A new aircraft carrier strike group has entered the Arabian Sea and another is on its way, a Pentagon official said in a news briefing Wednesday -- a shuffling of the U.S. fleet amid rising tensions with Iran.

Officials said there is no connection between the fleet movements and threats from Iran, however, the arrival of the USS Carl Vinson comes on the heels of Iranian military exercises in the Persian Gulf and threats to block the Strait of Hormuz, a major oil transit route.

And the killing of an Iranian nuclear scientist in Tehran on Wednesday further escalated tensions, as the Obama administration denied any role in the death.

The U.S. Navy announced Monday that the USS Vinson had arrived in the region to conduct missions in support of Operation Enduring Freedom, maritime security operations and theater security cooperation efforts.

"We will work closely with our regional partners to demonstrate our commitment to security and stability in the region," Rear Admiral Thomas Shannon said in a written statement.

Captain John Kirby, deputy assistant secretary of Defense for Media Operations, on Wednesday denied U.S. involvement in the killing of the Iranian scientist and said the incident has not changed the U.S. position in the Gulf region.

And the number of carriers in the region “does go up and down, but it's based on overall broad requirements in the region that the Central Command commander sets and establishes, [it’s] not necessarily … driven by a specific incident,” Capt. Kirby said.

Also, another warning about Iran's nuclear program:

VIENNA - Having switched production of higher-grade enriched uranium to a new, underground site, Iran is now just a year or so away from having enough such material for a nuclear bomb, a former head of UN nuclear inspections said.

However, Olli Heinonen wrote in an article published on Thursday that building a stock of some 250 kg of 20-percent enriched uranium - a form that could within weeks be further purified to the 90-percent weapons grade - did not automatically mean Iran could deploy a bomb without further engineering work.

And...

"If Iran decides to produce weapons-grade uranium from 20-percent enriched uranium, it has already technically undertaken 90 percent of the enrichment effort required," Heinonen wrote in a Foreign Policy magazine article.

"What remains to be done is the feeding of 20-percent uranium through existing, additional cascades to achieve weapons-grade enrichment ... This step is much faster from earlier ones."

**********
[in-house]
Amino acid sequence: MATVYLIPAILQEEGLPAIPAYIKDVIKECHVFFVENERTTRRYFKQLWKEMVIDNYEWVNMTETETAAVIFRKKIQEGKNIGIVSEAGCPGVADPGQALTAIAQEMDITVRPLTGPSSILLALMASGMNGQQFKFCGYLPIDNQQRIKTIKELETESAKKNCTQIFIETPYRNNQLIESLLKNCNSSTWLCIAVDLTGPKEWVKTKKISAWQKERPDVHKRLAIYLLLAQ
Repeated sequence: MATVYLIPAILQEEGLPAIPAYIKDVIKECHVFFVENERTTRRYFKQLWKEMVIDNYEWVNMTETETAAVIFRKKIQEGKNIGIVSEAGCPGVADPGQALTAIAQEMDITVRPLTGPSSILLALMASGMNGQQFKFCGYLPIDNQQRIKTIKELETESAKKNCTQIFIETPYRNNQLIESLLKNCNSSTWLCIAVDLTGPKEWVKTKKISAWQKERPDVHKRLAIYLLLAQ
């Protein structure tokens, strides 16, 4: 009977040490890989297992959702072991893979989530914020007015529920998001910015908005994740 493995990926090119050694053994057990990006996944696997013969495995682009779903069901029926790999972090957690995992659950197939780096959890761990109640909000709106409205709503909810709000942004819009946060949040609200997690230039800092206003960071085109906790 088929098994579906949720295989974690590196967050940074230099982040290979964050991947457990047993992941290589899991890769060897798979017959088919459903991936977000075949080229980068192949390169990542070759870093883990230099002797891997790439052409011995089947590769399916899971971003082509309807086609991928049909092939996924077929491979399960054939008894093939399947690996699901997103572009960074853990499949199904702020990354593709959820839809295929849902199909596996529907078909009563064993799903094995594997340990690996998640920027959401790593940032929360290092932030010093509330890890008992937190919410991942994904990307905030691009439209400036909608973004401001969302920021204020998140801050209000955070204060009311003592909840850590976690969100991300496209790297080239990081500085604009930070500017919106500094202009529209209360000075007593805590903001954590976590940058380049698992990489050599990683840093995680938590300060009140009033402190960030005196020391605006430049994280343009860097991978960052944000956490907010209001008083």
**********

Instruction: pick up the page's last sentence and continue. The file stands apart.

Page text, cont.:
COMMENT:  It's hard to see us getting through 2012 without a major confrontation, diplomatic or military, with Iran.  Europe is moving toward tougher sanctions on Iran's oil industry, and Japan is indicating it will cooperate more with the West on sanctioning Iranian oil.

January 12, 2012       Permalink

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TIGHTENING IN SOUTH CAROLINA – AT 8:27 A.M. ET:  The crucial South Carolina primary will be held a week from Saturday, and, according to a historically reliable new poll, the race is tightening as Newt Gingrich surges.  From Newsmax:

The InsiderAdvantage poll of South Carolina likely Republican primary voters shows Newt Gingrich surging, coming within a statistical tie of Mitt Romney.

The poll of 726 registered voters was completed Wednesday night and offered the following results:

Romney -- 23 percent

Gingrich -- 21 percent

Santorum -- 14 percent

Paul -- 13 percent

Huntsman -- 7 percent

Perry -- 5 percent

"New Hampshire and Iowa have had little impact on the race in South Carolina," Matt Towery, chief pollster of InsiderAdvantage, told Newsmax.

"In this survey Ron Paul is substantially less significant, freeing up independent voters to vote for other candidates who they consider more viable," Towery said, adding, "Gingrich has moved ahead of Santorum in competitive advantage."

COMMENT:  Romney had a much larger lead in polls taken only a week ago.  It was surprising because a former Massachusetts governor with a reputation as a moderate would not be expected to do well in this deep southern state.   Now the numbers look a little more realistic.

The key here is not only who wins, but who could be forced out of the race after South Carolina.  The likely dropouts are Perry and Huntsman.  Indeed, Perry came close to dropping out after Iowa.  If his faith-based message flops in South Carolina, what point would there be to stay in?  I think it's unlikely that Ron Paul will ever drop out, unless he plans to bolt the GOP and run as a third-party candidate.  In 2008 Paul refused to back John McCain.  He uses the Republican Party when convenient, then drops it when he feels the need.

That leaves Gingrich and Santorum.  Gingrich is very well financed, whereas Santorum is not.  If Gingrich could surge to a win in South Carolina, or even a strong second-place finish, an argument could be made that Santorum should withdraw, allowing the anti-Romney forces to coalesce around one candidate.  That candidate could be Paul or Gingrich, or they could split the anti- vote once again.

Romney of course benefits with the largest possible field, as that divides the non-Romney vote.

It's an exciting race.  And there still could be a dark horse out there.

January 12,  2012     Permalink

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"What you see is news.  What you know is background.  What you feel is opinion."